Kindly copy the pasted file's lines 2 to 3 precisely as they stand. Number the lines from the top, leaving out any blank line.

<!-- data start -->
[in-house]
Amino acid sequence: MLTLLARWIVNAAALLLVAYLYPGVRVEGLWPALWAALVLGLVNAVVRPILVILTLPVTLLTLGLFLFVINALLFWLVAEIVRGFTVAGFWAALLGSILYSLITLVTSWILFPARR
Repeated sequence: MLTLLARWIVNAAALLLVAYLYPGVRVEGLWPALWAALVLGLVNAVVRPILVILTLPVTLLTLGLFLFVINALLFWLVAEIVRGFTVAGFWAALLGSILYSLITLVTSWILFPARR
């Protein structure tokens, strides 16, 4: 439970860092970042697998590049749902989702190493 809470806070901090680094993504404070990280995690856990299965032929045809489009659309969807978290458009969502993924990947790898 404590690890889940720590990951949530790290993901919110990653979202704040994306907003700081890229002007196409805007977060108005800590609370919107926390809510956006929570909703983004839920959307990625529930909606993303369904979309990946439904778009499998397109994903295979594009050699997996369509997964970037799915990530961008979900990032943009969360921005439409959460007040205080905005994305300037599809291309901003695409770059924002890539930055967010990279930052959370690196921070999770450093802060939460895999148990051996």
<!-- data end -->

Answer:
Amino acid sequence: MLTLLARWIVNAAALLLVAYLYPGVRVEGLWPALWAALVLGLVNAVVRPILVILTLPVTLLTLGLFLFVINALLFWLVAEIVRGFTVAGFWAALLGSILYSLITLVTSWILFPARR
Repeated sequence: MLTLLARWIVNAAALLLVAYLYPGVRVEGLWPALWAALVLGLVNAVVRPILVILTLPVTLLTLGLFLFVINALLFWLVAEIVRGFTVAGFWAALLGSILYSLITLVTSWILFPARR